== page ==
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Chisholm: Reported offer for Fields all about Nash

Tim Chisholm
7/3/2012 3:07:05 PM
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If there was any doubt as to the lengths that Bryan Colangelo would go to bring Steve Nash to Toronto, let Landry Fields' wallet serve as an example.

ESPN's Marc Stein reported early Tuesday afternoon that the Raptors have reached a verbal agreement on an offer sheet with Fields, a restricted free agent of the New York Knicks, for $19 million over three years. Because Fields is limited to a $5 million first-year salary, the deal includes a poison-pill provision in the third year that will see Fields get paid around $8.9-million before becoming a free agent in 2015.

What does this have to do with Steve Nash? Well, the best way that the Knicks were going to be able to offer Nash anything close to a competitive salary was to package Fields (via a sign-and-trade) along with other assets and send them to Phoenix in a sign-and-trade deal for Nash. Without Fields, it would be extremely difficult (though not impossible) for the Knicks to assemble the necessary salaries to pique the interest of the Suns, who would have to agree to participate with New York on a deal. Without a sign-and-trade, the Knicks are stuck at offering Nash only $3 million per year, or roughly one-quarter of what the Raptors are prepared to pay to get a deal done.

Also, if the Knicks took the unlikely route and matched this offer, they could not trade Fields for three months, so there is no way to include him in a sign-and-trade with Phoenix after he signs Toronto's offer sheet.

New York is believed to be Toronto's primary competition for Nash, though that could change depending on where Brooklyn free agent Deron Williams decides to sign, as the team that loses out on him between Brooklyn and Dallas may feel motivated to throw a serious offer at Nash. However, if the race is really between Toronto and New York, Colangelo's pre-emptive strike against New York's sign-and-trade options illustrates the seriousness with which he covets Nash as a future Raptor.

Of course, Fields is more than just a pawn in the Nash chase; he's a player that the Raptors are going to integrate into their attack next season. Taking money out of the equation for a moment, Fields is an intriguing fit in Toronto. At 6-foot-7 he's likely viewed as the opening night starter at small forward, and his strong rebounding percentage would help offset one of Andrea Bargnani's biggest weaknesses (he outranks James Johnson, Linas Kleiza and Andrea Bargnani in that category). He's a solid defender, who runs the floor well and is someone that the organization was high on regardless of the Nash pursuit.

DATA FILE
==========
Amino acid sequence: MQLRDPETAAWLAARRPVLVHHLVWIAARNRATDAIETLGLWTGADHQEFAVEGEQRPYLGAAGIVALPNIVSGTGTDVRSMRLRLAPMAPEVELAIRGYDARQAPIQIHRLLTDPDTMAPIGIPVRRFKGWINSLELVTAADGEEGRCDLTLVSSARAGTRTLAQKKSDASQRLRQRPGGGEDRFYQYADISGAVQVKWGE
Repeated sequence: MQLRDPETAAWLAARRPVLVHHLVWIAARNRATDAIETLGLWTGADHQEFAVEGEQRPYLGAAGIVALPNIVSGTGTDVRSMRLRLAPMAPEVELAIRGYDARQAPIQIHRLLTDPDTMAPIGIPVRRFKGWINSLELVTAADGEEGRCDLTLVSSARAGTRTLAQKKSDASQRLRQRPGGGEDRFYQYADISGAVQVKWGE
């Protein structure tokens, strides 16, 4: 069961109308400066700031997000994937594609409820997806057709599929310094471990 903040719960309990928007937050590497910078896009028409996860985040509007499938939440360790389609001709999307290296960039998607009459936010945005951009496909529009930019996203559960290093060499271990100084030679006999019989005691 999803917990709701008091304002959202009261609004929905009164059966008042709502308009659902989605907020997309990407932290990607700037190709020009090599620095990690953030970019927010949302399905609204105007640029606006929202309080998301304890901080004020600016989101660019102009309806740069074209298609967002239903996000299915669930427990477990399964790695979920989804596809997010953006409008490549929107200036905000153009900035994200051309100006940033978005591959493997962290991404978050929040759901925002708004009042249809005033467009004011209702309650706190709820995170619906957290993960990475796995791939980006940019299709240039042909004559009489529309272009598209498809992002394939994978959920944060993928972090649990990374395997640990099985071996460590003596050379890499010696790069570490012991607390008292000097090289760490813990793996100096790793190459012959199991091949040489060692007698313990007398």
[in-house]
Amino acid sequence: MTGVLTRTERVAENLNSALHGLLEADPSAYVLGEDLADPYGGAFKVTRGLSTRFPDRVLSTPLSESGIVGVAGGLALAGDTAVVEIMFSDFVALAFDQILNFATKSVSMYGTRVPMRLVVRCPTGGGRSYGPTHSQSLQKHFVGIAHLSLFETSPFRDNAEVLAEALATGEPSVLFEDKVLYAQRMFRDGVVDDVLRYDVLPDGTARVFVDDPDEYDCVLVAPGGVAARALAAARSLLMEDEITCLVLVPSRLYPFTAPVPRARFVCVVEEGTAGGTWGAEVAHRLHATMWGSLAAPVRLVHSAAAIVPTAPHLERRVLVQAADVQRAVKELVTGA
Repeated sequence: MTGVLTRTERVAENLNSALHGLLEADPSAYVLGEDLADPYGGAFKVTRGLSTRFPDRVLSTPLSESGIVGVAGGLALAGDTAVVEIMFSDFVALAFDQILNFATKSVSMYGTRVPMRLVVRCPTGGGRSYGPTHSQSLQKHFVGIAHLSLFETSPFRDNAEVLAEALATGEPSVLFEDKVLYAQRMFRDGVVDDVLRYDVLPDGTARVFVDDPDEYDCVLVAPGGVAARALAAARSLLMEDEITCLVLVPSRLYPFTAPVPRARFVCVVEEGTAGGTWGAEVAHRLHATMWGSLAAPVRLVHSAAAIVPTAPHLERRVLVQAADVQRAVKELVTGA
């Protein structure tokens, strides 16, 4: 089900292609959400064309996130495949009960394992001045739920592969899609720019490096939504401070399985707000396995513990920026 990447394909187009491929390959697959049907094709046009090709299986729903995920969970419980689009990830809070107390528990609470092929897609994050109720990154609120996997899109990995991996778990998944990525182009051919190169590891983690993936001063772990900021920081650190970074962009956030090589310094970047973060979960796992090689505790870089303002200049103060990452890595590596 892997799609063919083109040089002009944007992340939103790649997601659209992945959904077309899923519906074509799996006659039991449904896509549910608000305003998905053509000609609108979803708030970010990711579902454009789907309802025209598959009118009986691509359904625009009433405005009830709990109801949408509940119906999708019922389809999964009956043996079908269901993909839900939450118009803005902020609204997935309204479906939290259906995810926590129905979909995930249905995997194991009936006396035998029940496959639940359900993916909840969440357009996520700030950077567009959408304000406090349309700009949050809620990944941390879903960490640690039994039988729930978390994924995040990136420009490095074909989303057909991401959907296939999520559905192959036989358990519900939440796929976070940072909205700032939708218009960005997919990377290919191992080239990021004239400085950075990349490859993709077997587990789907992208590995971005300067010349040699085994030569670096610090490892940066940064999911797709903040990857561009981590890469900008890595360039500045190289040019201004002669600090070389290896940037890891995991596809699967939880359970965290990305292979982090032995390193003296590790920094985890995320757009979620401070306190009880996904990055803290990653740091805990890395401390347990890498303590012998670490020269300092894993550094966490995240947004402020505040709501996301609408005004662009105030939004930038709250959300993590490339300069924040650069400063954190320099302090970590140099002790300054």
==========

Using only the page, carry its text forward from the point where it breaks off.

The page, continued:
Of course, there are downsides, and they are not to be discounted. Fields saw his game hit a wall last season, as his stats basically fell across the board. While he tends to play (a lot) better when Carmelo Anthony isn't around and the offence is moving, you don't tend to line up for players trending in the wrong direction. The hope in Toronto is that, freed from the iso-heavy offence that Carmelo demands in New York, Fields will return to the impressive emerging player that the Knicks made untouchable in their pursuit of Anthony last winter.

Even if he does return to his pre-Melo form, however, there is still that salary to contend with. The oddities of the collective bargaining agreement dictate that while Fields' deal breaks down to approximately $5 million, $5 million and $9 million in actual payments over the three years, his cap hit each year will actually be the average of those figures, or roughly $6.3 million per season. That would make Fields the third most expensive Raptor behind Bargnani and Jose Calderon, and it would put him in the price class just above Wilson Chandler and Jason Richardson. Even if Fields slides into the Raptors roster and produces up to the expectations of the organization, he's going to be overpaid to do so.

Now, if this is the move that seals the deal and gets Nash to Toronto, the team's brass probably won't care too much about the Landry contract. He can play, he fits into the system and the advanced stats on him don't kill him like his basic stats do. It's not a great deal, not by a long shot, but it's all part of a bigger plan to deliver Steve Nash to the Raptors. That's how single-focused Colangelo is right now. He knows he's opened a Pandora's Box by so publicly chasing Nash and this deal is a sign of how well he knows it. Landry Fields is a fine player if he can regain his 2010 form, but if Colangelo misses out on Nash, this contract is going to be a daily reminder of how badly he missed.




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